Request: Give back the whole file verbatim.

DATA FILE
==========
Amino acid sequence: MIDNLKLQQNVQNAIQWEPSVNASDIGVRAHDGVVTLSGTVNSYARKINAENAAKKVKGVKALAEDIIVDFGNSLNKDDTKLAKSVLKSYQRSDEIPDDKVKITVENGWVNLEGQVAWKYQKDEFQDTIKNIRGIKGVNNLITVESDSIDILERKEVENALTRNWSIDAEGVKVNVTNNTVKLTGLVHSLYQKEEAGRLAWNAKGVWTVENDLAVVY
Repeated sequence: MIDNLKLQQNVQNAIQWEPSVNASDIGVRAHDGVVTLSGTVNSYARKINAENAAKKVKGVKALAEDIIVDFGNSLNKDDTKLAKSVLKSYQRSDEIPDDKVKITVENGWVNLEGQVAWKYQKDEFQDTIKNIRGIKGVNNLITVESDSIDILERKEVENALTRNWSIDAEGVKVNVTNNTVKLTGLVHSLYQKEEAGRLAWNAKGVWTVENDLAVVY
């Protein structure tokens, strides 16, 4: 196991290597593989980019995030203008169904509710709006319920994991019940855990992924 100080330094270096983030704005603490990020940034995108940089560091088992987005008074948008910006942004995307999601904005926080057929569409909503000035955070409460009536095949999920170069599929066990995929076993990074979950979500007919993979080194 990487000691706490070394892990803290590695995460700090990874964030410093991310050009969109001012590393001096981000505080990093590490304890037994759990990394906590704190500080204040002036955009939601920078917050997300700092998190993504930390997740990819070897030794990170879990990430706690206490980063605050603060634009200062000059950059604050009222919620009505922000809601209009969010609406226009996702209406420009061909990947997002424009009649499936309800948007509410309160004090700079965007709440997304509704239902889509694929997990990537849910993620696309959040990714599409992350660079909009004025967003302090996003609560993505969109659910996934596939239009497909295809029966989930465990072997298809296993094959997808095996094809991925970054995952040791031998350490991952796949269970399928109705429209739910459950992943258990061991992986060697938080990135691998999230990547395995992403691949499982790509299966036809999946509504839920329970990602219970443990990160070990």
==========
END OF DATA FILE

Amino acid sequence: MIDNLKLQQNVQNAIQWEPSVNASDIGVRAHDGVVTLSGTVNSYARKINAENAAKKVKGVKALAEDIIVDFGNSLNKDDTKLAKSVLKSYQRSDEIPDDKVKITVENGWVNLEGQVAWKYQKDEFQDTIKNIRGIKGVNNLITVESDSIDILERKEVENALTRNWSIDAEGVKVNVTNNTVKLTGLVHSLYQKEEAGRLAWNAKGVWTVENDLAVVY
Repeated sequence: MIDNLKLQQNVQNAIQWEPSVNASDIGVRAHDGVVTLSGTVNSYARKINAENAAKKVKGVKALAEDIIVDFGNSLNKDDTKLAKSVLKSYQRSDEIPDDKVKITVENGWVNLEGQVAWKYQKDEFQDTIKNIRGIKGVNNLITVESDSIDILERKEVENALTRNWSIDAEGVKVNVTNNTVKLTGLVHSLYQKEEAGRLAWNAKGVWTVENDLAVVY
């Protein structure tokens, strides 16, 4: 196991290597593989980019995030203008169904509710709006319920994991019940855990992924 100080330094270096983030704005603490990020940034995108940089560091088992987005008074948008910006942004995307999601904005926080057929569409909503000035955070409460009536095949999920170069599929066990995929076993990074979950979500007919993979080194 990487000691706490070394892990803290590695995460700090990874964030410093991310050009969109001012590393001096981000505080990093590490304890037994759990990394906590704190500080204040002036955009939601920078917050997300700092998190993504930390997740990819070897030794990170879990990430706690206490980063605050603060634009200062000059950059604050009222919620009505922000809601209009969010609406226009996702209406420009061909990947997002424009009649499936309800948007509410309160004090700079965007709440997304509704239902889509694929997990990537849910993620696309959040990714599409992350660079909009004025967003302090996003609560993505969109659910996934596939239009497909295809029966989930465990072997298809296993094959997808095996094809991925970054995952040791031998350490991952796949269970399928109705429209739910459950992943258990061991992986060697938080990135691998999230990547395995992403691949499982790509299966036809999946509504839920329970990602219970443990990160070990």